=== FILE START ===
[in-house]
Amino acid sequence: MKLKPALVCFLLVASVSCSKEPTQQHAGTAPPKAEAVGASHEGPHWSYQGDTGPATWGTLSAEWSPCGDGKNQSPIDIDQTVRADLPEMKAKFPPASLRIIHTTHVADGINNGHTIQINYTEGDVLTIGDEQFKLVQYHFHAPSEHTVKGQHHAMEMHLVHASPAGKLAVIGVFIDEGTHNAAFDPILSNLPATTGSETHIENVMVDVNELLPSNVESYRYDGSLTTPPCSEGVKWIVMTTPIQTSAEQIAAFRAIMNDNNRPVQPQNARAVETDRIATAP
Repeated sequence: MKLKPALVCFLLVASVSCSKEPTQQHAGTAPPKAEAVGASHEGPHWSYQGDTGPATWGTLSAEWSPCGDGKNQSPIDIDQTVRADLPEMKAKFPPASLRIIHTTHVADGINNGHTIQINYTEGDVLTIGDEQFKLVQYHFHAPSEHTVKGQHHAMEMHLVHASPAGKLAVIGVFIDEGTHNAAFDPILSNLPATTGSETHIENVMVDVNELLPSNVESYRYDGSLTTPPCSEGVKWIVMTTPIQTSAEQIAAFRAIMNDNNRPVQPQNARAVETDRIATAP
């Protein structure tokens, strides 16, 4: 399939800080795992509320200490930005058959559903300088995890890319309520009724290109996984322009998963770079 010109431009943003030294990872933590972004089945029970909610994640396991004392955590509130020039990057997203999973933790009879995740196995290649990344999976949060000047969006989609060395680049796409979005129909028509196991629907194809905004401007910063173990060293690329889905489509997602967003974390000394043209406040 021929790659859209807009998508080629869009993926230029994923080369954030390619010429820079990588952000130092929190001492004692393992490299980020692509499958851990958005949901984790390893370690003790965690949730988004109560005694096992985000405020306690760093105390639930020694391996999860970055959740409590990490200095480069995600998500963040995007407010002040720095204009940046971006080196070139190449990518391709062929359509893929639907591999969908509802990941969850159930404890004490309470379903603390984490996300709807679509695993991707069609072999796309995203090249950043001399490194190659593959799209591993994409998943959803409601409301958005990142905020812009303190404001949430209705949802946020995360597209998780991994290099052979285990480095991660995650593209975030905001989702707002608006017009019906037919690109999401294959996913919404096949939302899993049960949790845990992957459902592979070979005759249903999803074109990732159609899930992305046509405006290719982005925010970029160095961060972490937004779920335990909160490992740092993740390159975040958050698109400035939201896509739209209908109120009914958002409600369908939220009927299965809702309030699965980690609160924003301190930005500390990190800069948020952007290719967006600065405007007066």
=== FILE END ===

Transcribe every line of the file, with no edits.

[in-house]
Amino acid sequence: MKLKPALVCFLLVASVSCSKEPTQQHAGTAPPKAEAVGASHEGPHWSYQGDTGPATWGTLSAEWSPCGDGKNQSPIDIDQTVRADLPEMKAKFPPASLRIIHTTHVADGINNGHTIQINYTEGDVLTIGDEQFKLVQYHFHAPSEHTVKGQHHAMEMHLVHASPAGKLAVIGVFIDEGTHNAAFDPILSNLPATTGSETHIENVMVDVNELLPSNVESYRYDGSLTTPPCSEGVKWIVMTTPIQTSAEQIAAFRAIMNDNNRPVQPQNARAVETDRIATAP
Repeated sequence: MKLKPALVCFLLVASVSCSKEPTQQHAGTAPPKAEAVGASHEGPHWSYQGDTGPATWGTLSAEWSPCGDGKNQSPIDIDQTVRADLPEMKAKFPPASLRIIHTTHVADGINNGHTIQINYTEGDVLTIGDEQFKLVQYHFHAPSEHTVKGQHHAMEMHLVHASPAGKLAVIGVFIDEGTHNAAFDPILSNLPATTGSETHIENVMVDVNELLPSNVESYRYDGSLTTPPCSEGVKWIVMTTPIQTSAEQIAAFRAIMNDNNRPVQPQNARAVETDRIATAP
């Protein structure tokens, strides 16, 4: 399939800080795992509320200490930005058959559903300088995890890319309520009724290109996984322009998963770079 010109431009943003030294990872933590972004089945029970909610994640396991004392955590509130020039990057997203999973933790009879995740196995290649990344999976949060000047969006989609060395680049796409979005129909028509196991629907194809905004401007910063173990060293690329889905489509997602967003974390000394043209406040 021929790659859209807009998508080629869009993926230029994923080369954030390619010429820079990588952000130092929190001492004692393992490299980020692509499958851990958005949901984790390893370690003790965690949730988004109560005694096992985000405020306690760093105390639930020694391996999860970055959740409590990490200095480069995600998500963040995007407010002040720095204009940046971006080196070139190449990518391709062929359509893929639907591999969908509802990941969850159930404890004490309470379903603390984490996300709807679509695993991707069609072999796309995203090249950043001399490194190659593959799209591993994409998943959803409601409301958005990142905020812009303190404001949430209705949802946020995360597209998780991994290099052979285990480095991660995650593209975030905001989702707002608006017009019906037919690109999401294959996913919404096949939302899993049960949790845990992957459902592979070979005759249903999803074109990732159609899930992305046509405006290719982005925010970029160095961060972490937004779920335990909160490992740092993740390159975040958050698109400035939201896509739209209908109120009914958002409600369908939220009927299965809702309030699965980690609160924003301190930005500390990190800069948020952007290719967006600065405007007066």